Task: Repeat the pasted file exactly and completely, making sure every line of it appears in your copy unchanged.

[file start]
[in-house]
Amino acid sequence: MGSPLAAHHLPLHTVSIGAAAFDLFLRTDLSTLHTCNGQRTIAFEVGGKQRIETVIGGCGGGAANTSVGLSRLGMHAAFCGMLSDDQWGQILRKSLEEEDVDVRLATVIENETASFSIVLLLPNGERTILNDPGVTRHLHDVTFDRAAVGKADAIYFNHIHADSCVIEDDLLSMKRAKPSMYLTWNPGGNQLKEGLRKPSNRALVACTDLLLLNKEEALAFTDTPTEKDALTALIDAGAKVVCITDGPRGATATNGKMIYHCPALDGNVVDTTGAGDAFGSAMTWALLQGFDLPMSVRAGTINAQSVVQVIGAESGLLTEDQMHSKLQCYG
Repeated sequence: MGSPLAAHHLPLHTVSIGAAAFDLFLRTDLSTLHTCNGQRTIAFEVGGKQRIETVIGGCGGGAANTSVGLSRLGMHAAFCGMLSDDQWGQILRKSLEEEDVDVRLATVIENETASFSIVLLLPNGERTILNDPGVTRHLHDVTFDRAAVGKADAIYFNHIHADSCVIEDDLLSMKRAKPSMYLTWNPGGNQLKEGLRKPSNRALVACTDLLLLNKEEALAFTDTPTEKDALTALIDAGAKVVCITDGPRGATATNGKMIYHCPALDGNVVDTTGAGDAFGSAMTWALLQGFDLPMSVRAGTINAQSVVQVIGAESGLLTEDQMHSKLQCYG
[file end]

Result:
[in-house]
Amino acid sequence: MGSPLAAHHLPLHTVSIGAAAFDLFLRTDLSTLHTCNGQRTIAFEVGGKQRIETVIGGCGGGAANTSVGLSRLGMHAAFCGMLSDDQWGQILRKSLEEEDVDVRLATVIENETASFSIVLLLPNGERTILNDPGVTRHLHDVTFDRAAVGKADAIYFNHIHADSCVIEDDLLSMKRAKPSMYLTWNPGGNQLKEGLRKPSNRALVACTDLLLLNKEEALAFTDTPTEKDALTALIDAGAKVVCITDGPRGATATNGKMIYHCPALDGNVVDTTGAGDAFGSAMTWALLQGFDLPMSVRAGTINAQSVVQVIGAESGLLTEDQMHSKLQCYG
Repeated sequence: MGSPLAAHHLPLHTVSIGAAAFDLFLRTDLSTLHTCNGQRTIAFEVGGKQRIETVIGGCGGGAANTSVGLSRLGMHAAFCGMLSDDQWGQILRKSLEEEDVDVRLATVIENETASFSIVLLLPNGERTILNDPGVTRHLHDVTFDRAAVGKADAIYFNHIHADSCVIEDDLLSMKRAKPSMYLTWNPGGNQLKEGLRKPSNRALVACTDLLLLNKEEALAFTDTPTEKDALTALIDAGAKVVCITDGPRGATATNGKMIYHCPALDGNVVDTTGAGDAFGSAMTWALLQGFDLPMSVRAGTINAQSVVQVIGAESGLLTEDQMHSKLQCYG